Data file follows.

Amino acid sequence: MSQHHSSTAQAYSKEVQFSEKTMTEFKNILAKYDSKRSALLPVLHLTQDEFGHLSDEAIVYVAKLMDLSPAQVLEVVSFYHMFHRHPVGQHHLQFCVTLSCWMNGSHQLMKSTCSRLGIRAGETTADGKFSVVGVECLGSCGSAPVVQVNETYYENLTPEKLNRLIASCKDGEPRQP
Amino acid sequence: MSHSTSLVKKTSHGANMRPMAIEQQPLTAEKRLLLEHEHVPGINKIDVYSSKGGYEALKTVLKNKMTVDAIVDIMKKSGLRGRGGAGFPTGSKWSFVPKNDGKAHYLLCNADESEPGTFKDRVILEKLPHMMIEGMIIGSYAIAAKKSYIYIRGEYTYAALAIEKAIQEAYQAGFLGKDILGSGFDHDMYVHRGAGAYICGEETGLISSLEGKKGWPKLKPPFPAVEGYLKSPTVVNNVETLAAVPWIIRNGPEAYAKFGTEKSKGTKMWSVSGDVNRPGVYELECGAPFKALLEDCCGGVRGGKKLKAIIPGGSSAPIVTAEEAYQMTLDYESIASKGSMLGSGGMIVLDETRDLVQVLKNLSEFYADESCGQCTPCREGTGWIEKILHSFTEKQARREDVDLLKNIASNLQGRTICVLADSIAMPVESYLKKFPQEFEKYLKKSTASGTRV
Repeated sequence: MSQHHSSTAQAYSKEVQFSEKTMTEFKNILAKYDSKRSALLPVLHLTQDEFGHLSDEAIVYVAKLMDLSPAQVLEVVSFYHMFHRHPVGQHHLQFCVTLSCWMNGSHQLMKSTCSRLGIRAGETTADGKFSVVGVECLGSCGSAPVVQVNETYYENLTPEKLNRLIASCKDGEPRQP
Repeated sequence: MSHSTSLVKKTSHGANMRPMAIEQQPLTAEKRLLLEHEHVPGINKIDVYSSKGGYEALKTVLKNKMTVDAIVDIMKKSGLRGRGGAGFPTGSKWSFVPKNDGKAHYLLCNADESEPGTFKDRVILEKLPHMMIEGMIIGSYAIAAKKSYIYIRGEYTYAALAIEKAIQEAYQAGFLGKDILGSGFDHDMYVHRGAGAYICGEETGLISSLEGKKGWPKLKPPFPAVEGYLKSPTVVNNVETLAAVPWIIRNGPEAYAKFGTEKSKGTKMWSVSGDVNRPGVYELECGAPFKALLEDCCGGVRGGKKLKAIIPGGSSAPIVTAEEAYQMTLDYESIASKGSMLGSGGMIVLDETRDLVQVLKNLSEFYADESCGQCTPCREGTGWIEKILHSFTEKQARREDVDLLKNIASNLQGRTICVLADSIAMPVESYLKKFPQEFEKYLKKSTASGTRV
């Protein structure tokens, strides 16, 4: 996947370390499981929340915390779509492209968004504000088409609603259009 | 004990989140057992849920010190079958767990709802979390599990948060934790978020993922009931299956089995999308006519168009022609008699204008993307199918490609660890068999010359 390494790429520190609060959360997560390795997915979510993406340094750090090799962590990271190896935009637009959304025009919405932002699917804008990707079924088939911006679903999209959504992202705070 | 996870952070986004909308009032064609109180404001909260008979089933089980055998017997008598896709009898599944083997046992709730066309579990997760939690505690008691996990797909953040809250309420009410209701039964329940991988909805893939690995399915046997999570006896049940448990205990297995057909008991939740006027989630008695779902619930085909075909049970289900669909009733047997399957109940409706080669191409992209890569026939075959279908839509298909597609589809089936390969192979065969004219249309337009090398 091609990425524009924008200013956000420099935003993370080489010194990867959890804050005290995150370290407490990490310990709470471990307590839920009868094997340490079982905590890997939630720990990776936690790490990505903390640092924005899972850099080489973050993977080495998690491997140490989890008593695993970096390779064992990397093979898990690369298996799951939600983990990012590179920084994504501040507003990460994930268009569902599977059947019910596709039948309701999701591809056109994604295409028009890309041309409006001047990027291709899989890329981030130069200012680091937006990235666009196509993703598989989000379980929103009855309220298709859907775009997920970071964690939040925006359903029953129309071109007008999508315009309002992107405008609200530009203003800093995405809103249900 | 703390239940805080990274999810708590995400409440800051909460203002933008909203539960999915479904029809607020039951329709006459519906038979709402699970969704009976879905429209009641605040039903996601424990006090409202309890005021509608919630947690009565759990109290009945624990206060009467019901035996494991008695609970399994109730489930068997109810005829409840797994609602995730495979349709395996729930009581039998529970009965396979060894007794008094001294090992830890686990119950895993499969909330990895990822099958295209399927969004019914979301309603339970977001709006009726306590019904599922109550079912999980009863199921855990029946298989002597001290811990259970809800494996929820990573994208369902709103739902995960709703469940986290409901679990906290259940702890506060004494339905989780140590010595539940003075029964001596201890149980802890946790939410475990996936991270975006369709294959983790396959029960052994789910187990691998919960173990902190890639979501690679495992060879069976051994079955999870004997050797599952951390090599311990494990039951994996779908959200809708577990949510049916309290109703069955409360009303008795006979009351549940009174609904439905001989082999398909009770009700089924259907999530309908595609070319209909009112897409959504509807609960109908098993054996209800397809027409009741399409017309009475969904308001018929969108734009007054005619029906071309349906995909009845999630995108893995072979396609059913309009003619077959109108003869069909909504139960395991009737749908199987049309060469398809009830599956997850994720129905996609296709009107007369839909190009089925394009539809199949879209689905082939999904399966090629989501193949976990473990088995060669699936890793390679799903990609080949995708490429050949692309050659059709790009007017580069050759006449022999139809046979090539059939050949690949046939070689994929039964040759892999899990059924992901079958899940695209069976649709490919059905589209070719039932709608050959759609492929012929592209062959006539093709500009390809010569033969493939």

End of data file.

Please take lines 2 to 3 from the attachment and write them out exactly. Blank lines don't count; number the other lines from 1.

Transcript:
Amino acid sequence: MSHSTSLVKKTSHGANMRPMAIEQQPLTAEKRLLLEHEHVPGINKIDVYSSKGGYEALKTVLKNKMTVDAIVDIMKKSGLRGRGGAGFPTGSKWSFVPKNDGKAHYLLCNADESEPGTFKDRVILEKLPHMMIEGMIIGSYAIAAKKSYIYIRGEYTYAALAIEKAIQEAYQAGFLGKDILGSGFDHDMYVHRGAGAYICGEETGLISSLEGKKGWPKLKPPFPAVEGYLKSPTVVNNVETLAAVPWIIRNGPEAYAKFGTEKSKGTKMWSVSGDVNRPGVYELECGAPFKALLEDCCGGVRGGKKLKAIIPGGSSAPIVTAEEAYQMTLDYESIASKGSMLGSGGMIVLDETRDLVQVLKNLSEFYADESCGQCTPCREGTGWIEKILHSFTEKQARREDVDLLKNIASNLQGRTICVLADSIAMPVESYLKKFPQEFEKYLKKSTASGTRV
Repeated sequence: MSQHHSSTAQAYSKEVQFSEKTMTEFKNILAKYDSKRSALLPVLHLTQDEFGHLSDEAIVYVAKLMDLSPAQVLEVVSFYHMFHRHPVGQHHLQFCVTLSCWMNGSHQLMKSTCSRLGIRAGETTADGKFSVVGVECLGSCGSAPVVQVNETYYENLTPEKLNRLIASCKDGEPRQP